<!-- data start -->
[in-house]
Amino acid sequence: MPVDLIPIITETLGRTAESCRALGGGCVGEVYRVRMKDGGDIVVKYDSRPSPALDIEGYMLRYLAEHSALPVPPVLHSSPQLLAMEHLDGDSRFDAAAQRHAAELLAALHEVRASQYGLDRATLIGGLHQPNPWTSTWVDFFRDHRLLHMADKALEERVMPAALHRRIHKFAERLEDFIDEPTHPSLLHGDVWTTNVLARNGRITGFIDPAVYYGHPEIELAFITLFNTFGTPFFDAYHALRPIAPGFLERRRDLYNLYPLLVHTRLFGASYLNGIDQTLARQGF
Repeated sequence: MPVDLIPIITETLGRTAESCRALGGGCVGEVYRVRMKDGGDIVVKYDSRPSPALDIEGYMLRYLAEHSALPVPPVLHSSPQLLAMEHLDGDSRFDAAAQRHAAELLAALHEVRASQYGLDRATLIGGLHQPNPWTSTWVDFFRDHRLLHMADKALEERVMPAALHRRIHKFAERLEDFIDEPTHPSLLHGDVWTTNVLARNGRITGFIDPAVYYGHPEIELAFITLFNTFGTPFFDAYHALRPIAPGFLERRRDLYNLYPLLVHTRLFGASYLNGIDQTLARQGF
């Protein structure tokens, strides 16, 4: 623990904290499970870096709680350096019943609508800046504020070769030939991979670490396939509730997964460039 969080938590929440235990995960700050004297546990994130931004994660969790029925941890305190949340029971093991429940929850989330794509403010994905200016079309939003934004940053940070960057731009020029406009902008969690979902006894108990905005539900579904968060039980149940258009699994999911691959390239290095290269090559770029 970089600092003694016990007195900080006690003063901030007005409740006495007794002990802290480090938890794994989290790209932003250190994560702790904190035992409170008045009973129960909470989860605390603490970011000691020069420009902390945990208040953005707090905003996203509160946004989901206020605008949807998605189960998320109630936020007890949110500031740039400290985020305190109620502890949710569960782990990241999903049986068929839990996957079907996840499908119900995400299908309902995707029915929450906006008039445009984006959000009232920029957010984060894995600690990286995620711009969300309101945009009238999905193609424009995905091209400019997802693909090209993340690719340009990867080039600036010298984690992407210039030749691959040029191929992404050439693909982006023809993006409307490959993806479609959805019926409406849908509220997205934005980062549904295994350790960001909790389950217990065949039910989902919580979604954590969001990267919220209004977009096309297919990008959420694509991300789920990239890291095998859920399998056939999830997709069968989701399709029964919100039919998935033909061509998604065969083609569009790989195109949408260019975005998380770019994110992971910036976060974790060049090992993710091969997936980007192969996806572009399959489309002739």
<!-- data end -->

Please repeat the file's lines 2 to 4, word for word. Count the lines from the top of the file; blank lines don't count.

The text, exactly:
Amino acid sequence: MPVDLIPIITETLGRTAESCRALGGGCVGEVYRVRMKDGGDIVVKYDSRPSPALDIEGYMLRYLAEHSALPVPPVLHSSPQLLAMEHLDGDSRFDAAAQRHAAELLAALHEVRASQYGLDRATLIGGLHQPNPWTSTWVDFFRDHRLLHMADKALEERVMPAALHRRIHKFAERLEDFIDEPTHPSLLHGDVWTTNVLARNGRITGFIDPAVYYGHPEIELAFITLFNTFGTPFFDAYHALRPIAPGFLERRRDLYNLYPLLVHTRLFGASYLNGIDQTLARQGF
Repeated sequence: MPVDLIPIITETLGRTAESCRALGGGCVGEVYRVRMKDGGDIVVKYDSRPSPALDIEGYMLRYLAEHSALPVPPVLHSSPQLLAMEHLDGDSRFDAAAQRHAAELLAALHEVRASQYGLDRATLIGGLHQPNPWTSTWVDFFRDHRLLHMADKALEERVMPAALHRRIHKFAERLEDFIDEPTHPSLLHGDVWTTNVLARNGRITGFIDPAVYYGHPEIELAFITLFNTFGTPFFDAYHALRPIAPGFLERRRDLYNLYPLLVHTRLFGASYLNGIDQTLARQGF
């Protein structure tokens, strides 16, 4: 623990904290499970870096709680350096019943609508800046504020070769030939991979670490396939509730997964460039 969080938590929440235990995960700050004297546990994130931004994660969790029925941890305190949340029971093991429940929850989330794509403010994905200016079309939003934004940053940070960057731009020029406009902008969690979902006894108990905005539900579904968060039980149940258009699994999911691959390239290095290269090559770029 970089600092003694016990007195900080006690003063901030007005409740006495007794002990802290480090938890794994989290790209932003250190994560702790904190035992409170008045009973129960909470989860605390603490970011000691020069420009902390945990208040953005707090905003996203509160946004989901206020605008949807998605189960998320109630936020007890949110500031740039400290985020305190109620502890949710569960782990990241999903049986068929839990996957079907996840499908119900995400299908309902995707029915929450906006008039445009984006959000009232920029957010984060894995600690990286995620711009969300309101945009009238999905193609424009995905091209400019997802693909090209993340690719340009990867080039600036010298984690992407210039030749691959040029191929992404050439693909982006023809993006409307490959993806479609959805019926409406849908509220997205934005980062549904295994350790960001909790389950217990065949039910989902919580979604954590969001990267919220209004977009096309297919990008959420694509991300789920990239890291095998859920399998056939999830997709069968989701399709029964919100039919998935033909061509998604065969083609569009790989195109949408260019975005998380770019994110992971910036976060974790060049090992993710091969997936980007192969996806572009399959489309002739």